Is forking good for open-source software?

Forking’s been a hot topic of conversation in the open-source community for the past couple of months. It’s the process by which a group of developers choose to take a project in a different direction from the original project.

Is forking good for open-source software?

For example, Ethan Galstad, the author of Nagios, has written a number of articles defending people’s right to fork a project while not being completely happy that it’s happened.

The Icinga project has decided to fork away from Nagios. MySQL seems to have been forked in a number of different ways including MariaDB and Drizzle. MariaDB is interesting because it was founded by Michael “Monty” Widenius, who was one of the original creators of MySQL. Drizzle is also interesting, because it’s about cutting down MySQL into a smaller form – to some extent returning MySQL to its roots on the web and removing some of the “big database” functions it’s picked up over the last few years to make it more attractive to corporate users.

Forking has allowed projects that were stalled to go on to bigger and better things
But who cares? Isn’t this what open source is all about? Isn’t this where some of the best open-source products actually came from? Isn’t it the case that a group of people should be able to go off in their own direction? The answer to all these questions is, of course, yes – but there’s more to it than that.

Forking can be good, and in many cases has allowed projects that were stalled to go on to bigger and better things. In some cases, the new project has actually been eventually folded back into and replaced the original project, the most notable being the GNU C Compiler (gcc), which was forked as the EGCS project and then folded back in.

However, forking can also be a bad thing as it may lead to a dilution of the effort that’s going into a particular project. Suddenly a project that was created for the benefit of “all” no longer does that, and any changes only benefit users of that particular fork of the product. This seems to be the case with Nagios, where the fork could have been established within Nagios rather than outside it. Looking from the outside in, it seems that this didn’t happen, but might happen later.

MySQL split

The MySQL cases are more interesting, and probably more worrying. MySQL hasn’t had an easy few years. First there were rumours that Oracle was trying to buy it, then Oracle went off and bought the companies behind the BDB and InnoDB storage engines instead (InnoDB is a key component of many MySQL installations).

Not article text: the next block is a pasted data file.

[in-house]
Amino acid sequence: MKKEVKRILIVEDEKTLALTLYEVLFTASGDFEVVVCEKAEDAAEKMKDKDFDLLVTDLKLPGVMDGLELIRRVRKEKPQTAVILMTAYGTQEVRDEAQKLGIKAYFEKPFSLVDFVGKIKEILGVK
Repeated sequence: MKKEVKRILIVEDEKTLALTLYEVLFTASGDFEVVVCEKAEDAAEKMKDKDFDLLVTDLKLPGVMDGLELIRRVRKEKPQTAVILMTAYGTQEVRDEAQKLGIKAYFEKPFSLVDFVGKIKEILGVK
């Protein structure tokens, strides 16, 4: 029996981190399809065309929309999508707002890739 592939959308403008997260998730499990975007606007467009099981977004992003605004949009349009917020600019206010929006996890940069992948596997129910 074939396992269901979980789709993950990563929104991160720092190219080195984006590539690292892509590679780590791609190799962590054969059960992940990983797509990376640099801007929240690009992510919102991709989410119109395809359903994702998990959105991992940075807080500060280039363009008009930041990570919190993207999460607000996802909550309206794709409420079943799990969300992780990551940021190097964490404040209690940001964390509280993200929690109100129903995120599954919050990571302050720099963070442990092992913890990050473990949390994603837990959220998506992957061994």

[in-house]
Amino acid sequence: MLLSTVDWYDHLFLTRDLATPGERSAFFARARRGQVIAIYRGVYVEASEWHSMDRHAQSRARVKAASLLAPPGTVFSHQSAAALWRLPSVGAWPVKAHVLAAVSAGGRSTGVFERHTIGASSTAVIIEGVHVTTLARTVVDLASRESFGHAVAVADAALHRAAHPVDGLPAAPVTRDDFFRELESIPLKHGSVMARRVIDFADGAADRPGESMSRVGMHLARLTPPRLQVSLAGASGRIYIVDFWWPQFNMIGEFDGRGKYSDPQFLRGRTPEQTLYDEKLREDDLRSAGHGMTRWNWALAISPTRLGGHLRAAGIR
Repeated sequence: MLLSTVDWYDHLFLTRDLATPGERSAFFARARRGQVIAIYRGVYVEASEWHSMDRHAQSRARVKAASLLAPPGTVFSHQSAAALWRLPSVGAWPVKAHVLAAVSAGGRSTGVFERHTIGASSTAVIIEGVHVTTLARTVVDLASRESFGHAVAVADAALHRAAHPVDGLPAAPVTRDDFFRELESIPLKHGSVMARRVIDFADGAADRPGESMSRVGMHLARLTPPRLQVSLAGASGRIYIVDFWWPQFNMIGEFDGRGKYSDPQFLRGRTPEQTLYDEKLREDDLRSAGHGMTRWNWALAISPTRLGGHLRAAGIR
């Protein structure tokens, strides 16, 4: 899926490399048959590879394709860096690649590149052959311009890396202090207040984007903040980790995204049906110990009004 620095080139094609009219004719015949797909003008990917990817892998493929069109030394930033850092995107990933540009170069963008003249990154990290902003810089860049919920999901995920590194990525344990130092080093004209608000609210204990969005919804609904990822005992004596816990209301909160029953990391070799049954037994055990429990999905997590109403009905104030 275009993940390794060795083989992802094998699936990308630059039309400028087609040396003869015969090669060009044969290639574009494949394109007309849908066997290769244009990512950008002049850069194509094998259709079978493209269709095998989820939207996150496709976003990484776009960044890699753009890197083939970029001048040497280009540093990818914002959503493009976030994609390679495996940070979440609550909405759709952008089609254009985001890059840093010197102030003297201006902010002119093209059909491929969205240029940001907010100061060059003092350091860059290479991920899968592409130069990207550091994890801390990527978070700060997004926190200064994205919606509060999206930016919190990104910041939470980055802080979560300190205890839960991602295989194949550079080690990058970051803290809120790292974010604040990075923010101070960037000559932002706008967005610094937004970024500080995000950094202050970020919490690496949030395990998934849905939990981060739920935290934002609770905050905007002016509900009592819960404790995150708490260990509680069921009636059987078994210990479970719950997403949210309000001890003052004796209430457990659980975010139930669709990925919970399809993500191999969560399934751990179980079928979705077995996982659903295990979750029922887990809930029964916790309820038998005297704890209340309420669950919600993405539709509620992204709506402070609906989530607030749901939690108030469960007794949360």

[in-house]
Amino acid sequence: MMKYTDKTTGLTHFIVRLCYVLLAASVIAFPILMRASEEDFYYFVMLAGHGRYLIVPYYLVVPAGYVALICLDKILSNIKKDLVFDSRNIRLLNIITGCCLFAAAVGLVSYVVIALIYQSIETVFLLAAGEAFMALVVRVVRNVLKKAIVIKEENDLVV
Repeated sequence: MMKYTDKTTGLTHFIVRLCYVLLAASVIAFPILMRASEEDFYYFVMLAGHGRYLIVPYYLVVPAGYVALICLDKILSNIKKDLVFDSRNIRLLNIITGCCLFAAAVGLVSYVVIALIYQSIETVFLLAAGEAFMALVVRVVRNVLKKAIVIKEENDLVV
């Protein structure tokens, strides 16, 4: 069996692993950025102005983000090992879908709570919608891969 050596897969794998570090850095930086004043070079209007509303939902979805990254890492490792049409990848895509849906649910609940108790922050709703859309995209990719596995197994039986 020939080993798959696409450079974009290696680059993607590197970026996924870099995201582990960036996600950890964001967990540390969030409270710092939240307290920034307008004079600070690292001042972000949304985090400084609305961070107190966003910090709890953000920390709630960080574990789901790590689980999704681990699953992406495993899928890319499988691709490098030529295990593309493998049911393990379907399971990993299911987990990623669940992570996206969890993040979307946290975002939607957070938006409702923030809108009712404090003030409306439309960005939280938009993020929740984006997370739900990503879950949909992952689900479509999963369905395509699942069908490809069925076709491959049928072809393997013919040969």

After that Sun did buy MySQL, but it seemed a marriage made very far from heaven. Key people left and when a new release of MySQL did emerge (version 5.1), its quality was criticised both inside and outside MySQL. For our own part, we did upgrade to 5.1, only to discover that some parts didn’t work even though they’d been documented as features for almost two years.

MySQL responded to the criticism and talked about going back to its old policy of releasing quickly and often. It also brought out a fork of its own – the 5.4 release – which was designed for machines with multiple cores using InnoDB. And as the final twist, Oracle has now bought Sun.

Does all this matter to the many users of MySQL? The concern has to be that MySQL may have lost momentum. Many small users of MySQL would probably be happy with the facilities of 4.1 rather than 5.x or even 6.x, and so will continue to use and upgrade as required. However, it’s the other users who are going to worry – they have one eye on the new features because they’ve probably reached some limitation of the existing MySQL.

A key component of MySQL is its storage engine, the choice of which dictates the speed and functionality of database queries. In normal MySQL instances, the MyISAM engine is fast but doesn’t support transactions, while InnoDB is slower but does support transactions.

MariaDB, mentioned earlier, is another storage engine and MySQL 6 was meant to have a new storage engine called Firebird. These choices not only lead to confusion but also to dilution. If you’re a user of, say, MyISAM and already know its performance limitations, you may not want to move database engine but rather want those limitations fixed.

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